Why spend months preparing for an event when all you really need is a few weeks? The reason unfortunately is that it takes more than 3 weeks to create significant fitness improvements, but what if you don’t have months? Can any positive change be made in a shorter period of time and if so, what is the shortest possible time frame?
Marketing and advertising has been honed into an incredibly precise science through both trial and error along with psychological studies into what makes us tick. Why not use it to our advantage and adapt marketing ideas to make us better cyclists?
Throughout my racing career I was always looking to add a visual, tangible element to my mental training program. I would listen to The Ultimate Cyclist hypnosis CD and repeat affirmations but I never figured out a method for reinforcing those positive audio suggestions with visual and tactile stimulation.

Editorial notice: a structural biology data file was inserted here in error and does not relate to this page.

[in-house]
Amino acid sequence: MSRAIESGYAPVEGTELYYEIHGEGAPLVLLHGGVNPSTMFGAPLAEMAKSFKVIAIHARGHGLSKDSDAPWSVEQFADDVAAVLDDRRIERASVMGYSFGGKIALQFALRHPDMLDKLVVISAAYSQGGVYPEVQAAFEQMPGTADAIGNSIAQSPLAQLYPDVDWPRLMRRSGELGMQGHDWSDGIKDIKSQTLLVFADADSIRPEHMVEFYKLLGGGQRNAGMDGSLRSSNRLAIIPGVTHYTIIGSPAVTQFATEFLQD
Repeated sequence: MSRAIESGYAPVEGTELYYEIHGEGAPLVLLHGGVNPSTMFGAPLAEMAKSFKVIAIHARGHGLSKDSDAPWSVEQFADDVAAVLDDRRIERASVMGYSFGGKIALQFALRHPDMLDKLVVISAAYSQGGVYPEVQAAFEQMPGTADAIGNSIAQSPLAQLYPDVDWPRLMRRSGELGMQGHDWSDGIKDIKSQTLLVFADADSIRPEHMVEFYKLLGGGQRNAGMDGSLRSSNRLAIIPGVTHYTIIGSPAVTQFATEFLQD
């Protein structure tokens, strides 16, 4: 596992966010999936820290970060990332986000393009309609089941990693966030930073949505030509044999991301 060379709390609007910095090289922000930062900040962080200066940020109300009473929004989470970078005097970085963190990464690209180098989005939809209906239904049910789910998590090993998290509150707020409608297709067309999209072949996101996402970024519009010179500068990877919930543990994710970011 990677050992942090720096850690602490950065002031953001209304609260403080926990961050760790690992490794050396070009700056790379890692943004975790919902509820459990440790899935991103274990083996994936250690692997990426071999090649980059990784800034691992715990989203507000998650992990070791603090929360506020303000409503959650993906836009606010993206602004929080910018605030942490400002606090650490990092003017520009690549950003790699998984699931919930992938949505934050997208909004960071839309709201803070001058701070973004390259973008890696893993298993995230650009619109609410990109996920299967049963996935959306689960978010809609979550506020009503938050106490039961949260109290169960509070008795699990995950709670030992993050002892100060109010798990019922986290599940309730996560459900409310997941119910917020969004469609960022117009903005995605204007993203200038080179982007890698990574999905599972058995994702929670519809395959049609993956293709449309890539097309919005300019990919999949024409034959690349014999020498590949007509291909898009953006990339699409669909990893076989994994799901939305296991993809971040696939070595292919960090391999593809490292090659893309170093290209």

The expulsion of 8 badminton players from the Olympics this week caused a bit of controversy in the sports world so I thought I’d look at it from a cycling perspective. My opinion and apparently the opinion of my sport is that strategy goes deeper than just an individual game or race. It’s like chess. It’s all about sacrificing at a lower level in order to achieve a greater victory.
While I was racing I did some crazy mental training. Hours upon hours of affirmations. Up Topanga Canyon, down Tuna, up Latigo, down Kanan Dune, up the PCH, up Mulholland, down Encinal and finally back through Malibu, Santa Monica, Venice and finishing on the Ballona Creek bike path into Culver City. All the time listening to tracks off The Ultimate Cyclist CD and repeating the affirmations to myself out loud and with conviction.
Last weekend at the team’s winter training camp, we hosted Wonderful Pistachios employees for a weekend of skills clinics and training. It was an exciting weekend with some great riding and bonding and everyone left in high spirits, motivated to ride more and become better all around cyclists. The problem with these camps is that in the weeks after it is over, a lot of the adrenaline and excitement wears off and the whole thing fades to a distant memory.